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Amiata volcano

stratovolcano
Italy, 42.89°N / 11.63°E
Current status: (probably) extinct (0 out of 5) | Reports
Amiata volcano books
Typical eruption style: Explosive
Amiata volcano eruptions: 200.000 years ago
TimeMag. / DepthDistanceLocation
Fri, 15 Mar 2019
Fri, 15 Mar 18:16 UTCM 1.1 / 10.1 km16 km2 km NW Castel Giorgio (TR) (Italy)
Sun, 10 Mar 2019
Sun, 10 Mar 19:30 UTCM 1.5 / 9.1 km21 km3 km SW Semproniano (GR) (Italy)
Sun, 17 Feb 2019
Sun, 17 Feb 16:53 UTCM 1.8 / 8.2 km20 km4 km W Semproniano (GR) (Italy)
Thu, 14 Feb 2019
Thu, 14 Feb 14:39 UTCM 1.5 / 9.1 km10 km3 km SW Arcidosso (GR)
Thu, 14 Feb 14:33 UTCM 1.6 / 8.3 km10 km3 km W Arcidosso (GR)
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Amiata is a lava dome complex located about 20 km NW of Lake Bolsena in the southern Tuscany region of Italy.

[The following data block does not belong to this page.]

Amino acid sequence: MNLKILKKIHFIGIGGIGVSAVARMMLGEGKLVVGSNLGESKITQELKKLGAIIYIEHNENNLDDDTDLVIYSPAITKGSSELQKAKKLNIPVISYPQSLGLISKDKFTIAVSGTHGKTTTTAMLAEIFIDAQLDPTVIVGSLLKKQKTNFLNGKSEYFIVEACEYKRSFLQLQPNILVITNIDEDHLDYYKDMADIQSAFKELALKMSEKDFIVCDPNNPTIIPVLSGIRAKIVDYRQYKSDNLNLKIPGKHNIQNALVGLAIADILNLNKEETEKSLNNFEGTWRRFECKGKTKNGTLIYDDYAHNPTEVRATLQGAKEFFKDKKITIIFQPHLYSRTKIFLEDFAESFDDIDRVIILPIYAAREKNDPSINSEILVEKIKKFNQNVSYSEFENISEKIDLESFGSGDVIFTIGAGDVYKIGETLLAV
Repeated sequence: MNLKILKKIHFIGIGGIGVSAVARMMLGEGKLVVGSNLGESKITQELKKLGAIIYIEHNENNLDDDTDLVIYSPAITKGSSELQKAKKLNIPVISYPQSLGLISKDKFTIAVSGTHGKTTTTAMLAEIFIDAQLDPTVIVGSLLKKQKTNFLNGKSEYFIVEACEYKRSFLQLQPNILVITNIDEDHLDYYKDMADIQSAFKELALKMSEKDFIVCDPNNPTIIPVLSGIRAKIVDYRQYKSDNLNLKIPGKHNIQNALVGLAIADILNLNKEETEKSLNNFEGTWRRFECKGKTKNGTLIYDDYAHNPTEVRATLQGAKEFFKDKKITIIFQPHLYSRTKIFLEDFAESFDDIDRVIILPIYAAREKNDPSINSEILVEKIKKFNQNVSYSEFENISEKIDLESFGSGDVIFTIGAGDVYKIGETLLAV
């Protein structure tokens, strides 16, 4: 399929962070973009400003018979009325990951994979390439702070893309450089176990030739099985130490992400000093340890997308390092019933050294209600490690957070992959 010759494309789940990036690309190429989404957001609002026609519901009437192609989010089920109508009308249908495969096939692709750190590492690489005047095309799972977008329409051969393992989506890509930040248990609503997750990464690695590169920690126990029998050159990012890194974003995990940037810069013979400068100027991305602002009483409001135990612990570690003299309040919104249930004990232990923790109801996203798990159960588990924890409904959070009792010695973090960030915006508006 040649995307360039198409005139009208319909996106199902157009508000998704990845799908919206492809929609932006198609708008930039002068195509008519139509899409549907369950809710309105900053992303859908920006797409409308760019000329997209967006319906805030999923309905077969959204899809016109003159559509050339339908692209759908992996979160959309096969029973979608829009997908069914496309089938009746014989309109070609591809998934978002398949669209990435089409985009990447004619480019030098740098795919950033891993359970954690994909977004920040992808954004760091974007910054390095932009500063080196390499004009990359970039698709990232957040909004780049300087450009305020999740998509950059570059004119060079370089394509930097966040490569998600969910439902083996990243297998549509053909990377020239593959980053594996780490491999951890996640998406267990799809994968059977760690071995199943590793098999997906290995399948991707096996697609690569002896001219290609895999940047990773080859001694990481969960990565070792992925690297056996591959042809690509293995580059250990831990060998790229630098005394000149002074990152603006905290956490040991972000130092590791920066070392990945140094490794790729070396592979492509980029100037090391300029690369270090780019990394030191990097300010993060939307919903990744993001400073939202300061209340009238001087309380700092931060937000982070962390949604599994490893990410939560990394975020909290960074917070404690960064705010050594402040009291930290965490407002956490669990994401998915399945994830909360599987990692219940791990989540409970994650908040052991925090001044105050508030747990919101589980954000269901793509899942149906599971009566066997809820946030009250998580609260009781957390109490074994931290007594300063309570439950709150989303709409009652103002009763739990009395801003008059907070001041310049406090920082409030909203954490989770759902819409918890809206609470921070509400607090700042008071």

Background:

The trachydacitic domes and associated lava flows, which were emplaced following the eruptions of rhyodacitic ignimbrites during the Pliocene, were erupted along regional ENE-WSW-trending faults. The largest of the domes is 1738-m-high Monte Amiata (La Vetta), a compound lava dome with a trachytic lava flow that extends to the east. A massive viscous trachydacitic lava flow, 5 km long and 4 km wide, is part of the basal complex and extends from beneath the southern base of Corno de Bellaria dome. Radiometric dates indicate that the Amiata complex formed during two major eruptive episodes about 300,000 and 200,000 years ago and that ages of the domes and lava flows decrease from the WSW to ENE. No eruptive activity has occurred at Amiata during the Holocene, but thermal activity continues at a producing geothermal field near the town of Bagnore, at the SW end of the dome complex.

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